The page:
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No war in Ukraine!

A movement to oppose imperialism must be built.

A Tempest editorial argues that building a movement that can challenge the main enemy at home, to defeat imperialism globally, must be based on solidarity from below, and unwavering opposition to all ruling class adventurism and imperial war-mongering internationally.

Ukraine as a test for the Left

Russia and the U.S. (and its supporters in the EU and NATO) have begun amassing troops in the region and are threatening to go to war. The media frenzy surrounding these moves, the ongoing negotiations, arms deals, and political standoffs between the parties are dizzying and terrifying. And while there are certainly complexities involved in the history and politics, the basic principles of international solidarity remain unchanged: imperialist aggression by major powers is only in the interests of the capitalist elites and must be opposed by the Left in every possible arena.

Unfortunately, the Left in the U.S. has often been either flatfooted or completely mistaken in its approach to the problem. In many ways, the opposition to imperialism was easier to organize when it looked like it did in the last twenty years: when the largest military force in the world (the U.S.) invaded, occupied, and decimated much smaller countries. But in this current moment, imperialism looks very different. A much weakened and chastened U.S. faces emerging rivals with substantial international power, especially China and Russia. In these circumstances, imperial conflicts can be protracted, messy, and yet still very dangerous. Any anti-war movement must grasp these complexities to build a power that can effectively challenge the destructive momentum and force of imperialist war, at home and abroad.

Image from dzone.

Ever since the decline of the anti-war movement that opposed the wars in Afghanistan (2001) and Iraq (2003), there has not been a coherent and cohesive force to resist U.S. imperialism from the inside; once the occupations of Iraq and Afghanistan began—and in a context of the cynical, bipartisan, and brutal  “war on terror”— the anti-war movement in the U.S. began to disappear and its organizations crumbled largely because it looked to the Democratic Party. But that party backed the Bush administration’s wars and, under the Obama administration, took responsibility for continuing to prosecute them and escalated conflict with China and Russia.

The result has been a Left that is disconnected from international resistance to empire. While some have fallen in line with the U.S. in the hopes of it playing a “progressive role” in the world, others have sided with Washington’s opponents under the illusion that they are an alternative to Western imperialism.  Both of these tendencies have to be challenged if a coherent anti-imperial politics is to emerge.

Historical complexities, political realities, and the acute crisis

The crisis in Ukraine builds on old imperialist rivalries and grievances that have not disappeared since the Cold War. The U.S. set the stage for this conflict back in the 1990s when it attempted to rebrand NATO—after the fall of the Soviet Union when the rationale for NATO evaporated—into an organization that would expand Washington’s sphere of political and military influence to the Russian border and indeed throughout the world. And despite the rhetoric of human rights and democracy, NATO’s expansion accomplished neither, and the trail of bodies from the former Yugoslavia, to Afghanistan, to Iraq are proof. The intent to include Georgia and Ukraine in NATO (despite the protestations that these are years off) was designed to signal to Russia that U.S. power was being projected past the Dnieper River.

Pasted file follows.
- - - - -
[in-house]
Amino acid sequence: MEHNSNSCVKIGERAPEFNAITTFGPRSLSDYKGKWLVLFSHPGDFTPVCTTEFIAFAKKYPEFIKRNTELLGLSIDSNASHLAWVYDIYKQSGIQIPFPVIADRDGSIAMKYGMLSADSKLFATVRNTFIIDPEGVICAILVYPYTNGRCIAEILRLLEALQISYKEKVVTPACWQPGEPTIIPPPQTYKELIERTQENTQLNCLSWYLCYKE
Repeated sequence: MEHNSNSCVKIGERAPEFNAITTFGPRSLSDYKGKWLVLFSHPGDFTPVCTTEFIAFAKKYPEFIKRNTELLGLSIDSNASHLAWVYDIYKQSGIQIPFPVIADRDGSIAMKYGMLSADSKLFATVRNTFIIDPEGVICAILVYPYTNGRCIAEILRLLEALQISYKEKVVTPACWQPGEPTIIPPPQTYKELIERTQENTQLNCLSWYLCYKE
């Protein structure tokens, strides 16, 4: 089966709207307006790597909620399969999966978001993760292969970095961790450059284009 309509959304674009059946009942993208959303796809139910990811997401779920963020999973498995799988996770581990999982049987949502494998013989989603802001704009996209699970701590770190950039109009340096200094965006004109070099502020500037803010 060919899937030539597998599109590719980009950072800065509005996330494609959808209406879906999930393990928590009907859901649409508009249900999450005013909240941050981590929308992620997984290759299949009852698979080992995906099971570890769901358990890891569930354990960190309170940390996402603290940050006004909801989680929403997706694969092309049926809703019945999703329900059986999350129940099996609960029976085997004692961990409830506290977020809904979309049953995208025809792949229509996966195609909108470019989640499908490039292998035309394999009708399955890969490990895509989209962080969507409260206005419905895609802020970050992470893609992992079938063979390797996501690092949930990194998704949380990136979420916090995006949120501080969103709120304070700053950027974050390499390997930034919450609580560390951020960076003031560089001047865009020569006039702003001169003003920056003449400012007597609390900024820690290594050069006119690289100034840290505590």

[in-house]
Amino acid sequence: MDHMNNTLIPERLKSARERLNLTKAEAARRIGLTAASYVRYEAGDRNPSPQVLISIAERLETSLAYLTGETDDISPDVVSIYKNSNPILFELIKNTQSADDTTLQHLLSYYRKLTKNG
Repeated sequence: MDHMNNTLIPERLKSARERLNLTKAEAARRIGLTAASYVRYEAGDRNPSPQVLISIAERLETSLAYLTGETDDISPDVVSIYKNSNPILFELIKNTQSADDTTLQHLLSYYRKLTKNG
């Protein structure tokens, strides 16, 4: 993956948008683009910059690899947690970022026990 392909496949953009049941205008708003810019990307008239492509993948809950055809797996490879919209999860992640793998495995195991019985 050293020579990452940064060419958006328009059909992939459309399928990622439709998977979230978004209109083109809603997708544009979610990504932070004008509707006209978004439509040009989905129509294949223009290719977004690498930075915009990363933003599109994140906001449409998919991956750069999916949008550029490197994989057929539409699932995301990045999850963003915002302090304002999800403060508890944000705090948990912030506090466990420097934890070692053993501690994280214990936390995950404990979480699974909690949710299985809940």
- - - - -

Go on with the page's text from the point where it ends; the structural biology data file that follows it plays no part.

Similarly, the Putin regime has designs on pushing its military and political power farther towards central Europe. Despite having been tipped off its superpower pedestal at the end of the Cold War, Russia still has imperial ambitions, and Greater Russian nationalism is still a powerful force inside Russia and the eastern parts of Ukraine (the Donbas region, where Russian speakers are the majority). Its claims to resist U.S. aggression are just as hollow as U.S. claims of humanitarianism. Russian imperialist designs have been on display in Georgia, Kazakhstan, and Moldova, while Russian military and financial aid has flowed freely to the regime of Bashar al-Assad in Syria. Russia senses both its invigorated musculature from petro-capitalist steroids as well as the United States’ weakened position since the debacles in Afghanistan and Iraq.

When Ukraine declared its independence from the USSR, it set out a politics of neutrality (that it would side neither with Washington/Europe nor with Moscow) in its founding documents. But Ukraine was economically ruined soon after independence and the IMF structural adjustment program only made matters worse for ordinary Ukrainians. As Richard Seymour has noted, “while the neoliberal reforms implemented after 1990 produced many rich oligarchs…it didn’t produce a coherent capitalist class or a single faction capable of dominating.” As a result, the rulers in Ukraine have vacillated wildly between a Euro-American wing and a Russian wing as power has shifted from corrupt former Communist Leonid Kravchuk, to the neoliberal, IMF-backed Leonid Kuchma,  to the openly pro-Russian Viktor Yankovich,  to the Euro-friendly and even robustly pro-European leaders Viktor Yuschenko, Yulia Tymoshenko, and Petro Poroshenko, and now to the “ideology-less” and autocratic Volodymyr Zelensky. All of them have happily made bedfellows with different kinds of far-right forces—neo-Nazi, antisemitic, anti-communist, rabidly nationalist.

There has been a forceful popular movement in Ukraine (both in the Orange Revolution and then in the Maidan protests) but these lacked clear leadership and structures and made them vulnerable to political influences and internal conflicts, making it, too, subject to the influence of U.S. and Russian imperialism. It bears underlining that ordinary people in Ukraine (as in Russia) have suffered from economic ruin in the 1990s and military conflicts in the 2000s and 2010s, while a tiny minority has grown massively wealthy.

European interests (whether measured by the EU or by individual states) are torn between their dependence on Russian oil and gas and their reliance on the United States military power. Germany, for instance, wants to make sure that the Nord Stream II pipeline, which will provide much-needed natural gas from Russia, is completed, even as it worries about a growing Russian military presence. Neither of those interests has much to do with what is best for the people of Ukraine or for the prospects of peace.